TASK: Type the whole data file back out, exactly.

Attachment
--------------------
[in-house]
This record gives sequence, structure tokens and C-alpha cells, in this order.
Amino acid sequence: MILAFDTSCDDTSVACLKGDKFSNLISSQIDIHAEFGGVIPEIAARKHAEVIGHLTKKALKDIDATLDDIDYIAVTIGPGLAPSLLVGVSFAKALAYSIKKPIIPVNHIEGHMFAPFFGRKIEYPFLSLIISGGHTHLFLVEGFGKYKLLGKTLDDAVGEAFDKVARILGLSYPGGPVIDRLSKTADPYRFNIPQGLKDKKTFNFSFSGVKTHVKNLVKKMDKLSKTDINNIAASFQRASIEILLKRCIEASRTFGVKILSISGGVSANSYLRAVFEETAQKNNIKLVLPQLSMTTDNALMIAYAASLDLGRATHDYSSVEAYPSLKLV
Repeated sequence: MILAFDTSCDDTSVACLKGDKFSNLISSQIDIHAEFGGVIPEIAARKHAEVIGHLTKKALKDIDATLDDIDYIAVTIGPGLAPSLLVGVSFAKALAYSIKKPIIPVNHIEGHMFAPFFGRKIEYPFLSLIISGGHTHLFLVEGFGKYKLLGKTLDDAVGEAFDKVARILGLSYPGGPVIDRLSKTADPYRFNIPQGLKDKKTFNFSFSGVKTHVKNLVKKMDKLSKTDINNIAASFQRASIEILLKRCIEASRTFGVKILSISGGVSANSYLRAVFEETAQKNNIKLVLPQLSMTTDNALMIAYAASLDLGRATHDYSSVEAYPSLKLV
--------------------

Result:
[in-house]
This record gives sequence, structure tokens and C-alpha cells, in this order.
Amino acid sequence: MILAFDTSCDDTSVACLKGDKFSNLISSQIDIHAEFGGVIPEIAARKHAEVIGHLTKKALKDIDATLDDIDYIAVTIGPGLAPSLLVGVSFAKALAYSIKKPIIPVNHIEGHMFAPFFGRKIEYPFLSLIISGGHTHLFLVEGFGKYKLLGKTLDDAVGEAFDKVARILGLSYPGGPVIDRLSKTADPYRFNIPQGLKDKKTFNFSFSGVKTHVKNLVKKMDKLSKTDINNIAASFQRASIEILLKRCIEASRTFGVKILSISGGVSANSYLRAVFEETAQKNNIKLVLPQLSMTTDNALMIAYAASLDLGRATHDYSSVEAYPSLKLV
Repeated sequence: MILAFDTSCDDTSVACLKGDKFSNLISSQIDIHAEFGGVIPEIAARKHAEVIGHLTKKALKDIDATLDDIDYIAVTIGPGLAPSLLVGVSFAKALAYSIKKPIIPVNHIEGHMFAPFFGRKIEYPFLSLIISGGHTHLFLVEGFGKYKLLGKTLDDAVGEAFDKVARILGLSYPGGPVIDRLSKTADPYRFNIPQGLKDKKTFNFSFSGVKTHVKNLVKKMDKLSKTDINNIAASFQRASIEILLKRCIEASRTFGVKILSISGGVSANSYLRAVFEETAQKNNIKLVLPQLSMTTDNALMIAYAASLDLGRATHDYSSVEAYPSLKLV